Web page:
Category Archives: broader measure of unemployment

20/2/19: Broader Measures of Irish Unemployment 4Q 2018


The latest Labour Force Survey for 4Q 2018 for Ireland, published by CSO, shows some decent employment increases over 2018, and a welcomed, but shallow, rise in the labour force participation rates. Alongside with a decrease (over FY 2018) in the headline unemployment rate, these are welcome changes, consistent with overall economic growth picture for the state.

One, much less-reported in the media, set of metrics for labour markets performance is the set of broader unemployment measures provided by the CSO. These are known as Potential Labour Supply stats (PLS1-PLS4). The measures also show improvements over 2018, just in line with overall employment growth. However, these measures clearly indicate that after 11 years running, the 2008-2014 crises remain still evident in the labour force statistics for Ireland.

Here is a chart of all four PLS measures, compared to their pre-2008 averages:

Note: Increase in PLS2-PLS4 series at 3Q 2017 is down to change in assessment methodology under the LFS replacing QNHS, with data pre-3Q 2017 adjusted to reflect that change by the CSO.

As a reminder, the above data series are defined as:

  • PLS1 adds discouraged workers. These are individuals who are out of work but who have become disillusioned with job search. 
  • PLS2 includes all individuals in Potential Additional Labour Force (PALF). The PALF is made up of two groups: persons seeking work but not immediately available and persons available to work but not seeking, of which discouraged workers make up the largest number. 
  • PLS3 includes all those in the previous two categories (PLS1 and PLS2) along with persons outside the labour force but not in education or training. 
  • PLS4 is the broadest measure of unemployment or potential labour supply and is calculated by adding part-time underemployed workers to PLS3. Part-time underemployed workers are individuals currently working part time who are willing and available to work additional hours. The broadest measure of unemployment (PLS4) stood at 13.7 per cent in 4Q 2016. At 4Q 2017 it was 18.7 per cent and by 4Q 2018 it was down to 17.5 per cent.

20/2/19: Broader Measures of Irish Unemployment 4Q 2018


The latest Labour Force Survey for 4Q 2018 for Ireland, published by CSO, shows some decent employment increases over 2018, and a welcomed, but shallow, rise in the labour force participation rates. Alongside with a decrease (over FY 2018) in the headline unemployment rate, these are welcome changes, consistent with overall economic growth picture for the state.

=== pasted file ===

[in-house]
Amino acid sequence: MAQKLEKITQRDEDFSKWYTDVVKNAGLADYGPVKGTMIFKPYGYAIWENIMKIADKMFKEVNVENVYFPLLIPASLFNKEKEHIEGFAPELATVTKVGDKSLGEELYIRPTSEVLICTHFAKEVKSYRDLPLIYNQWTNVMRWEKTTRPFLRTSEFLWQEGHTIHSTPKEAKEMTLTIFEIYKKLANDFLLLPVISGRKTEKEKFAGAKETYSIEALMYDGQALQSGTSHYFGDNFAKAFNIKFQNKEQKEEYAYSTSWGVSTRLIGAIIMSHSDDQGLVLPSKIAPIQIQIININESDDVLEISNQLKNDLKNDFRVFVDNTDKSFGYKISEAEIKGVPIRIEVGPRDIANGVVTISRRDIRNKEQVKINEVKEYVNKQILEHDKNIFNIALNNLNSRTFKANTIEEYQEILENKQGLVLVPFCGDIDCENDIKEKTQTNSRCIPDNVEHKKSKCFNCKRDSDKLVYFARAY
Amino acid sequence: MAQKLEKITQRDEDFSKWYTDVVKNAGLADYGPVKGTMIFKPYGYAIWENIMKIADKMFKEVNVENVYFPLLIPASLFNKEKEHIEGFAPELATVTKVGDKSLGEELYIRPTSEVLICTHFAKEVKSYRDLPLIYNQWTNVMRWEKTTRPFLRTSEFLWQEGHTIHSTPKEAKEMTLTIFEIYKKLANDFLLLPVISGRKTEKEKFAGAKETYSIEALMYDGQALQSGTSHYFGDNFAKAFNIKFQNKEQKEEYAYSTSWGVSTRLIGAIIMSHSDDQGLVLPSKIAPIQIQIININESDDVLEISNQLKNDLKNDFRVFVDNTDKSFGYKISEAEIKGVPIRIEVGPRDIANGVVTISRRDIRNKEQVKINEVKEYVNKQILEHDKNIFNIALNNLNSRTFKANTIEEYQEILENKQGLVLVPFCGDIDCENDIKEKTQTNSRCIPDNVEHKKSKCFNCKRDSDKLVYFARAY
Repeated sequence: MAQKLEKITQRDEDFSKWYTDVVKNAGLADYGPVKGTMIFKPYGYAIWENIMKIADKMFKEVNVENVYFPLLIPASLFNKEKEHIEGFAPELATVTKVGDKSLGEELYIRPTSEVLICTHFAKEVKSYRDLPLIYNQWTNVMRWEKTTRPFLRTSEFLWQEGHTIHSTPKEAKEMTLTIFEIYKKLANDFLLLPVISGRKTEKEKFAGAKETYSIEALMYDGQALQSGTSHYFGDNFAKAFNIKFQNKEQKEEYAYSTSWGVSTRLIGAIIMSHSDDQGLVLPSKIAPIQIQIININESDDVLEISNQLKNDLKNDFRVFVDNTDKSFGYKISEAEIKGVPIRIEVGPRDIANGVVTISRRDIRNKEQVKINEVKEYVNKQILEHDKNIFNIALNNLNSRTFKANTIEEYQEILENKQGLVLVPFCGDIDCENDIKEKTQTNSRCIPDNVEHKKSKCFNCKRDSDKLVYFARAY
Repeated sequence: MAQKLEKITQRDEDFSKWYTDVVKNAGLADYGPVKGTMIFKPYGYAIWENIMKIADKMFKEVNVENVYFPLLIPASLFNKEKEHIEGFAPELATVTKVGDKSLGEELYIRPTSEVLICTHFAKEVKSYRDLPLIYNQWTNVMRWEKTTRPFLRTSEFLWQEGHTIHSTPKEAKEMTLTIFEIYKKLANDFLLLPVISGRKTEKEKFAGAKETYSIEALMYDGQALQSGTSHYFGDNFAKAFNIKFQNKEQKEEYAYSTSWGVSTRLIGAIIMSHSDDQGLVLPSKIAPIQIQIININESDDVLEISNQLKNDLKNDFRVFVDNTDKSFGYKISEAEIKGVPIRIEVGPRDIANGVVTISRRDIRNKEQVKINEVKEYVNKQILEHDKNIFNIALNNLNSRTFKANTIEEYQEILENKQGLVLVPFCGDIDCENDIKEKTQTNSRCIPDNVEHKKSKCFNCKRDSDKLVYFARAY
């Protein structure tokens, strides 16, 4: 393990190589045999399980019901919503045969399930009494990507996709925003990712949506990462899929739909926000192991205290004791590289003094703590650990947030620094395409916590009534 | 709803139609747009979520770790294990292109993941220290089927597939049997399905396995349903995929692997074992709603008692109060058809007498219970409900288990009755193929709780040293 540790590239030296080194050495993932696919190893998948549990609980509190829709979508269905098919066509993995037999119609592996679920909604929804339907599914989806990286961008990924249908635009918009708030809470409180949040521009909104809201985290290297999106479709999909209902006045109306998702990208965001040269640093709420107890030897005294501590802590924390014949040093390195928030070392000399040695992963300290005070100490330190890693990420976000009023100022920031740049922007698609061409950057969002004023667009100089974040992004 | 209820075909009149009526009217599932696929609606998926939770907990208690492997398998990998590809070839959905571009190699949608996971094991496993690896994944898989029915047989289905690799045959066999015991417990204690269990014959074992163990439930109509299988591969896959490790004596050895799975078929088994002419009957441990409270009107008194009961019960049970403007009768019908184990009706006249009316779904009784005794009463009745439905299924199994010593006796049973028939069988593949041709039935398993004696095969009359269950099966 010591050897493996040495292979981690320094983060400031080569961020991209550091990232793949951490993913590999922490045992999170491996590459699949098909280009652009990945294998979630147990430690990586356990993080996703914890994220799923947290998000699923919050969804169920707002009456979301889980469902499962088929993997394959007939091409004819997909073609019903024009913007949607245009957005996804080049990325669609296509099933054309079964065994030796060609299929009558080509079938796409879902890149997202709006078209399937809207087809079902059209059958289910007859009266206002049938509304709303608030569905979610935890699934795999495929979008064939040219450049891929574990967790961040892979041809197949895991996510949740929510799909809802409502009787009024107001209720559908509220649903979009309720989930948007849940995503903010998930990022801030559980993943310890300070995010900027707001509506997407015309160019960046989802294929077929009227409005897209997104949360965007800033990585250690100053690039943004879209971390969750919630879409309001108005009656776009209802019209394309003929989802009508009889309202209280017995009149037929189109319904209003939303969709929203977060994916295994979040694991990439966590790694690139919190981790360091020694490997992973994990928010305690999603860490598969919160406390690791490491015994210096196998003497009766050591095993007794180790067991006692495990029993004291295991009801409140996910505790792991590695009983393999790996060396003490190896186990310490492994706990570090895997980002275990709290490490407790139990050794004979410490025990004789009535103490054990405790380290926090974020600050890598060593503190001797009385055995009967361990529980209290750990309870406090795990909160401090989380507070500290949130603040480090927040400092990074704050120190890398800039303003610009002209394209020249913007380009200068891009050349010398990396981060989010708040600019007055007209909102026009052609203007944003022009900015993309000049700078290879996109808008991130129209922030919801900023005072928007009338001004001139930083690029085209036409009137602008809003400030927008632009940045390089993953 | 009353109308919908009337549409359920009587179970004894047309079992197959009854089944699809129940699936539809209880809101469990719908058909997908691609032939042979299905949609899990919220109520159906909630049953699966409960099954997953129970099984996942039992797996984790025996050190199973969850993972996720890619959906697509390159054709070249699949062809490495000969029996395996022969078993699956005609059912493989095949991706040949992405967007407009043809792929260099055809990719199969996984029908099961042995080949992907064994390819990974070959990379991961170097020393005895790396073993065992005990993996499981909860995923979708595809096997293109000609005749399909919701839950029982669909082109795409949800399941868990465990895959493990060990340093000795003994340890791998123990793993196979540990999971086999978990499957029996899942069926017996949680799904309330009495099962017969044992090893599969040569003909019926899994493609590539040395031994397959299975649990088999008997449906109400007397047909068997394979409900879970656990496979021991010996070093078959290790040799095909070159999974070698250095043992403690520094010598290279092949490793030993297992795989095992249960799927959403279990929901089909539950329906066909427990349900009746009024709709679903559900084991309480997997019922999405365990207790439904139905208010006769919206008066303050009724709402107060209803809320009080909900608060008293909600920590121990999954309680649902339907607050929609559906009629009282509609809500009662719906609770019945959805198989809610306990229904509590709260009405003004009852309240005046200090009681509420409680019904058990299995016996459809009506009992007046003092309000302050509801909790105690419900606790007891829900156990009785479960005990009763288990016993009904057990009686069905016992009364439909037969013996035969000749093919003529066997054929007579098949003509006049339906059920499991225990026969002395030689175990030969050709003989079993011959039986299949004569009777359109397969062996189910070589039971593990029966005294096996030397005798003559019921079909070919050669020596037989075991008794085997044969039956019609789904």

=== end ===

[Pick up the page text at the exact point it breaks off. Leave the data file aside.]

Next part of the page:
One, much less-reported in the media, set of metrics for labour markets performance is the set of broader unemployment measures provided by the CSO. These are known as Potential Labour Supply stats (PLS1-PLS4). The measures also show improvements over 2018, just in line with overall employment growth. However, these measures clearly indicate that after 11 years running, the 2008-2014 crises remain still evident in the labour force statistics for Ireland.

Here is a chart of all four PLS measures, compared to their pre-2008 averages:

Note: Increase in PLS2-PLS4 series at 3Q 2017 is down to change in assessment methodology under the LFS replacing QNHS, with data pre-3Q 2017 adjusted to reflect that change by the CSO.

As a reminder, the above data series are defined as:

  • PLS1 adds discouraged workers. These are individuals who are out of work but who have become disillusioned with job search. 
  • PLS2 includes all individuals in Potential Additional Labour Force (PALF). The PALF is made up of two groups: persons seeking work but not immediately available and persons available to work but not seeking, of which discouraged workers make up the largest number. 
  • PLS3 includes all those in the previous two categories (PLS1 and PLS2) along with persons outside the labour force but not in education or training. 
  • PLS4 is the broadest measure of unemployment or potential labour supply and is calculated by adding part-time underemployed workers to PLS3. Part-time underemployed workers are individuals currently working part time who are willing and available to work additional hours. The broadest measure of unemployment (PLS4) stood at 13.7 per cent in 4Q 2016. At 4Q 2017 it was 18.7 per cent and by 4Q 2018 it was down to 17.5 per cent.